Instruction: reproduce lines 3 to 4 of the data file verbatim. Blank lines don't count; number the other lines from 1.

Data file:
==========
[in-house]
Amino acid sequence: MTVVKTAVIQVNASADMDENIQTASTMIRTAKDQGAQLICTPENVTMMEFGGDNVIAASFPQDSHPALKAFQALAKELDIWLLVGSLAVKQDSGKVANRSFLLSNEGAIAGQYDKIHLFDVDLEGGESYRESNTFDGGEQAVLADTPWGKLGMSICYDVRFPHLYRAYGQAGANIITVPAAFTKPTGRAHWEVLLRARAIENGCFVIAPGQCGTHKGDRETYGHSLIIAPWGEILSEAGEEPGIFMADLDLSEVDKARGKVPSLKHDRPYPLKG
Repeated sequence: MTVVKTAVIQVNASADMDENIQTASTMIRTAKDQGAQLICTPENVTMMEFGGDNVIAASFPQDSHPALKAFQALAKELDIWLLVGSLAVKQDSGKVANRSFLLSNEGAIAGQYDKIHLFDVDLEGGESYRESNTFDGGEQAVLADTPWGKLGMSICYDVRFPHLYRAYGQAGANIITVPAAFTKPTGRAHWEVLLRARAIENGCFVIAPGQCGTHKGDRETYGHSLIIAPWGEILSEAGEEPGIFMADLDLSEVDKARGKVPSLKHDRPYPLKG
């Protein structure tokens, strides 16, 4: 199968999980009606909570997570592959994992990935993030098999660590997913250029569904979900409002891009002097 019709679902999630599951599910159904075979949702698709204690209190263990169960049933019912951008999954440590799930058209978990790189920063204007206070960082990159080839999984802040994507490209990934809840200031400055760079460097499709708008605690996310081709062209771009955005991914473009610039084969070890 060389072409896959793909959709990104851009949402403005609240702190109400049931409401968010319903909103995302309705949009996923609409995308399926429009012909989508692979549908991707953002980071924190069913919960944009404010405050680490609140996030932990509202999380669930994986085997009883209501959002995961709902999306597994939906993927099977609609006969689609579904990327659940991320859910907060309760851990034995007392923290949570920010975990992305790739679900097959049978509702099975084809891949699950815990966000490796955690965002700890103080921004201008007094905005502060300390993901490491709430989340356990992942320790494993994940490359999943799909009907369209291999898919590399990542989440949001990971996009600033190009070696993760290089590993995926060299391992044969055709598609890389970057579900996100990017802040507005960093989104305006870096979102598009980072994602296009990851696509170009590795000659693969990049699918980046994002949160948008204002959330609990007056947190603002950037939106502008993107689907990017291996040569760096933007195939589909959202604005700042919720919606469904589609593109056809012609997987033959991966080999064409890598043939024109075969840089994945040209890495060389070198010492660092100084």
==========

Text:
Repeated sequence: MTVVKTAVIQVNASADMDENIQTASTMIRTAKDQGAQLICTPENVTMMEFGGDNVIAASFPQDSHPALKAFQALAKELDIWLLVGSLAVKQDSGKVANRSFLLSNEGAIAGQYDKIHLFDVDLEGGESYRESNTFDGGEQAVLADTPWGKLGMSICYDVRFPHLYRAYGQAGANIITVPAAFTKPTGRAHWEVLLRARAIENGCFVIAPGQCGTHKGDRETYGHSLIIAPWGEILSEAGEEPGIFMADLDLSEVDKARGKVPSLKHDRPYPLKG
């Protein structure tokens, strides 16, 4: 199968999980009606909570997570592959994992990935993030098999660590997913250029569904979900409002891009002097 019709679902999630599951599910159904075979949702698709204690209190263990169960049933019912951008999954440590799930058209978990790189920063204007206070960082990159080839999984802040994507490209990934809840200031400055760079460097499709708008605690996310081709062209771009955005991914473009610039084969070890 060389072409896959793909959709990104851009949402403005609240702190109400049931409401968010319903909103995302309705949009996923609409995308399926429009012909989508692979549908991707953002980071924190069913919960944009404010405050680490609140996030932990509202999380669930994986085997009883209501959002995961709902999306597994939906993927099977609609006969689609579904990327659940991320859910907060309760851990034995007392923290949570920010975990992305790739679900097959049978509702099975084809891949699950815990966000490796955690965002700890103080921004201008007094905005502060300390993901490491709430989340356990992942320790494993994940490359999943799909009907369209291999898919590399990542989440949001990971996009600033190009070696993760290089590993995926060299391992044969055709598609890389970057579900996100990017802040507005960093989104305006870096979102598009980072994602296009990851696509170009590795000659693969990049699918980046994002949160948008204002959330609990007056947190603002950037939106502008993107689907990017291996040569760096933007195939589909959202604005700042919720919606469904589609593109056809012609997987033959991966080999064409890598043939024109075969840089994945040209890495060389070198010492660092100084």